skip to Main Content

Top 6 Overuse Injuries in Sports Medicine


Top 6 Overuse Injuries in Sports Medicine

If you’re an athlete, you know that an injury can turn an excellent season into a mediocre one. Overuse injuries are among the most common injuries in sports medicine. They can be difficult to overcome and may lead to chronic pain if not treated promptly. As an athlete, longevity is a key factor in a successful performance on the field. Even if you’re not a professional athlete but enjoy playing sports recreationally, taking care of your body is essential. Therefore, it’s important to be aware of the most common overuse injuries and how to treat them.

6 Common Overuse Injuries To Be Aware Of

An overuse injury develops over time and comes on gradually. However, its symptoms may be felt suddenly because the tissue has reached its breaking point. Regardless of whether the symptoms of an overuse injury come on suddenly or gradually, they share one commonality: they’re the result of repetitive motions.

Overuse injuries can sideline athletes for the better part of a season if not properly treated. Nevertheless, overuse injuries are often preventable with the proper precautions. The following are some of the most common overuse injuries seen in sports medicine:

1. Medial Tibial Stress Syndrome

Medial tibial stress syndrome, more commonly known as shin splints, is often seen in runners. Shin splints are the result of overworked muscles and tendons around the shin. This may be caused by running on hard surfaces, wearing improper shoes, or having flat feet. The pain associated with shin splints is often a dull ache that worsens with activity. However, the pain should subside during rest. If you’re experiencing shin pain, be sure to ice the area and take a few days off from running. Using arch supports, stretching, and taking pain relievers such as ibuprofen may also help. If the pain persists, a physical therapist can help you develop a treatment plan.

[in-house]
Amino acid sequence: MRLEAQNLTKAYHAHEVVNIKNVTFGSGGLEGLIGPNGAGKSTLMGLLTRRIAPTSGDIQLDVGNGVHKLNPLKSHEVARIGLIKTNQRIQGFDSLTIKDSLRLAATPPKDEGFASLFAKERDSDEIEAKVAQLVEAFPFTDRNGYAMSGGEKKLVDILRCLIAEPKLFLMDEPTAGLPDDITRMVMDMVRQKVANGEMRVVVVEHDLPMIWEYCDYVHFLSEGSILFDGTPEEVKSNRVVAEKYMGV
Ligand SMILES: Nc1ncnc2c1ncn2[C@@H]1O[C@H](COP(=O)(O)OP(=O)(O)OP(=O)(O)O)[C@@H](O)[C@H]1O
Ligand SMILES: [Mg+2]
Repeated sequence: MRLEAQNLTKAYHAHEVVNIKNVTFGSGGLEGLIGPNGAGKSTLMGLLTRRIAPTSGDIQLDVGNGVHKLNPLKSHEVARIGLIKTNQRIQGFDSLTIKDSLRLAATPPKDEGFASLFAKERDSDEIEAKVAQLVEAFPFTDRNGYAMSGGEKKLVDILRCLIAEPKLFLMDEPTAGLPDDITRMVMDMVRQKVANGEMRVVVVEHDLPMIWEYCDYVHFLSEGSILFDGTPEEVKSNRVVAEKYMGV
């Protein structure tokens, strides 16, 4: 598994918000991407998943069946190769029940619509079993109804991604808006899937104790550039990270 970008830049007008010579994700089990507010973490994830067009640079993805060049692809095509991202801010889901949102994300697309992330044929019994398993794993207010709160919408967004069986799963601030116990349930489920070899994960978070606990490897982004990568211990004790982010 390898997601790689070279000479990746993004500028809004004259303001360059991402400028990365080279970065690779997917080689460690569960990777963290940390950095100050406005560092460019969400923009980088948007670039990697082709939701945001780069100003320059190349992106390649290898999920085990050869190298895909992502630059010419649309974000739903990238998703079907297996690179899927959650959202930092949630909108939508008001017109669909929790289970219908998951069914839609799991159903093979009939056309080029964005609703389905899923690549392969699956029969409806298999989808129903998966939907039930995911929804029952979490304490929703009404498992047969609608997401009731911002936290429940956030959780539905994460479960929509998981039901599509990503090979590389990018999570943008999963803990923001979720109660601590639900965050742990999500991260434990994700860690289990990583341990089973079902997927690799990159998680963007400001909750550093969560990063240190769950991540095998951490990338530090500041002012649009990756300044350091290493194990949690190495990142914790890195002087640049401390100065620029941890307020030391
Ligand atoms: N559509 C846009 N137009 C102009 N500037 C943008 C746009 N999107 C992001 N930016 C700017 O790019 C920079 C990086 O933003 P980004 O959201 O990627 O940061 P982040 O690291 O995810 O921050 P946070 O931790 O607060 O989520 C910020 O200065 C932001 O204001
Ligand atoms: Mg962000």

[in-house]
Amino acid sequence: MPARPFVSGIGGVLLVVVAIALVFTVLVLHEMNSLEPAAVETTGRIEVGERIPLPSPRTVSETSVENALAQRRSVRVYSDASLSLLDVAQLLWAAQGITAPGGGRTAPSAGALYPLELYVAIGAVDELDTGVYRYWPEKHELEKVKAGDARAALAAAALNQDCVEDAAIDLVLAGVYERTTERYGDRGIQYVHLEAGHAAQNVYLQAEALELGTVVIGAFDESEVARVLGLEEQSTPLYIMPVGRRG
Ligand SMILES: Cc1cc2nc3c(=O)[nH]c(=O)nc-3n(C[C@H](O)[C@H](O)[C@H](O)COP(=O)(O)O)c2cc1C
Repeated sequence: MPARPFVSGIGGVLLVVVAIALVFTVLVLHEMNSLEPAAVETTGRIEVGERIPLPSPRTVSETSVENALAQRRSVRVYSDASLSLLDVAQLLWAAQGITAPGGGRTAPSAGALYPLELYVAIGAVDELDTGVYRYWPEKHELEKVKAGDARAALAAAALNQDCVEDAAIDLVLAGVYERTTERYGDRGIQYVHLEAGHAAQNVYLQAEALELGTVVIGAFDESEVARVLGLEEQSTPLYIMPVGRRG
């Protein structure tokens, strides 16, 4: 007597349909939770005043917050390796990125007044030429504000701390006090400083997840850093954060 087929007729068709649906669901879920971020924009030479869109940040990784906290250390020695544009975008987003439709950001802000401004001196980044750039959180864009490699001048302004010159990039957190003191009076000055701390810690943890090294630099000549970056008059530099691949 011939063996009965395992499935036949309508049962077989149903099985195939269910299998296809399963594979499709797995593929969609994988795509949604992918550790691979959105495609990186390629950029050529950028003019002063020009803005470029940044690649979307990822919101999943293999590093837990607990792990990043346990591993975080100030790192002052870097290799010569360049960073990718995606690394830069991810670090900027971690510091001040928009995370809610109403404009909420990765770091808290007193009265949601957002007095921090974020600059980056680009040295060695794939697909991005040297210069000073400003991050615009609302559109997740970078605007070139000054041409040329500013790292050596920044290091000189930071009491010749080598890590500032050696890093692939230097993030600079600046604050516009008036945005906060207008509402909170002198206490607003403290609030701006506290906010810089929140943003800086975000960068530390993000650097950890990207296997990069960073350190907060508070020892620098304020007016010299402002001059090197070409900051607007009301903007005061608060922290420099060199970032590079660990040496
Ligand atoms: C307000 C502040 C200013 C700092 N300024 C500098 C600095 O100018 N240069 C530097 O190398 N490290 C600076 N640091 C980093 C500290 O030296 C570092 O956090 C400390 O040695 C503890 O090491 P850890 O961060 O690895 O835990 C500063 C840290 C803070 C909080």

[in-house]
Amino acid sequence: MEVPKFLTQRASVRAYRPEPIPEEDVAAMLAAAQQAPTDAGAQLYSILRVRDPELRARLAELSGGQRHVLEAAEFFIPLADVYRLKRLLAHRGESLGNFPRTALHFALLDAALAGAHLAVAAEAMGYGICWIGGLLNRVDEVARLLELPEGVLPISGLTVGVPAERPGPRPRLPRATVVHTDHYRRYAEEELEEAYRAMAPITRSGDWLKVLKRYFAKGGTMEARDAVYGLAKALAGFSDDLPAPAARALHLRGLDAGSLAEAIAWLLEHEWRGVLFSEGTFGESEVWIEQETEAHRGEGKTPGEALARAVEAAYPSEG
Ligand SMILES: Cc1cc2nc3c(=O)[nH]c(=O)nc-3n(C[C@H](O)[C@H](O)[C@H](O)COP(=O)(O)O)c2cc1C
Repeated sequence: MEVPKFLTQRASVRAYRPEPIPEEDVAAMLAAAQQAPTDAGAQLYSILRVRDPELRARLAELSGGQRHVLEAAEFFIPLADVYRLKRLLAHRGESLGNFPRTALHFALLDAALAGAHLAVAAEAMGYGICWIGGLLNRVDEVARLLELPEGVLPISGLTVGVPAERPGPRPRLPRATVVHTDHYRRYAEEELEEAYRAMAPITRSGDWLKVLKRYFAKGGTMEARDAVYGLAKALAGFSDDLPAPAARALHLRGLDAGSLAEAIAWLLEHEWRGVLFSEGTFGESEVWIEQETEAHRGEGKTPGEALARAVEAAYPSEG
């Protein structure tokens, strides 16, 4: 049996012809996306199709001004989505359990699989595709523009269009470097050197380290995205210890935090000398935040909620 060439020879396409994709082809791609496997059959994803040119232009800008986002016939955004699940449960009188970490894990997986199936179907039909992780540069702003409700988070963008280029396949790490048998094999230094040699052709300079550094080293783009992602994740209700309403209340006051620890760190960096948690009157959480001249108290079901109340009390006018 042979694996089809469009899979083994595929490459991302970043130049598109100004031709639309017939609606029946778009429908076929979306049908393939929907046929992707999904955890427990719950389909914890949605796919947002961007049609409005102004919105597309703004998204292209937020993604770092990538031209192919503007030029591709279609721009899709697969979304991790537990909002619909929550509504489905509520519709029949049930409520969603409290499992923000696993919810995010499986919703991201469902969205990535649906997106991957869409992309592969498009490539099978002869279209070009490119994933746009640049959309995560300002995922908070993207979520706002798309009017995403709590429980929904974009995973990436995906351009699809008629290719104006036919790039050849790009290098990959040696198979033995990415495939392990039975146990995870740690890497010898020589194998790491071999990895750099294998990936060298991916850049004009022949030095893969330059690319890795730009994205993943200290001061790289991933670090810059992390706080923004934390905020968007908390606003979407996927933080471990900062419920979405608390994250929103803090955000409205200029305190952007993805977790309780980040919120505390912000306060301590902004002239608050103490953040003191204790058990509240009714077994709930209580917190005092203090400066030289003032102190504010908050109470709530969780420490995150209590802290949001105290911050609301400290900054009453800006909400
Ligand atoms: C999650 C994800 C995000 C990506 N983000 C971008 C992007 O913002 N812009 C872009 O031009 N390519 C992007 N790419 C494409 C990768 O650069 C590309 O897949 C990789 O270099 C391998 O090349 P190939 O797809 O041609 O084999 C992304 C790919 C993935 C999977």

2. Plantar Fasciitis

This condition results from inflammation in the plantar fascia, which is a band of tissue that connects your heel to your toes. You may feel a stabbing pain in your heel or arch, and the pain is often worse when you first wake up in the morning. The pain may also worsen after standing or sitting for long periods of time. While conservative treatments such as stretching, ice, activity modification, and orthotics may be enough to treat plantar fasciitis, some cases may require steroid injections or surgery.

Plantar fasciitis is common in athletes who run long distances or participate in high-impact sports such as basketball. However, non-athletes may also develop plantar fasciitis. If you’re experiencing heel pain, be sure to consult with a medical professional to rule out other potential causes of your pain, such as a stress fracture.

3. Achilles Tendinitis

Your Achilles tendon is the strongest tendon in your body. It connects your calf muscle to your heel bone and helps you push off when you walk or run. Achilles tendinitis is the result of overuse and inflammation of this tendon. The symptoms of Achilles tendinitis include:

  • Heel pain
  • Ankle pain
  • Leg weakness
  • Tenderness in the Achilles tendon
  • Swelling

Running uphill, participating in high-impact sports, and suddenly increasing the intensity of your workouts may put you at risk for Achilles tendinitis. To diagnose Achilles tendinitis, your doctor will likely ask you about your symptoms and perform a physical examination. They may also order imaging tests to confirm the diagnosis. Treatment for Achilles tendinitis typically begins with conservative measures such as the RICE method and non-steroidal anti-inflammatory drugs (NSAIDs). If these treatments don’t work, your provider may recommend surgery to resolve the issue.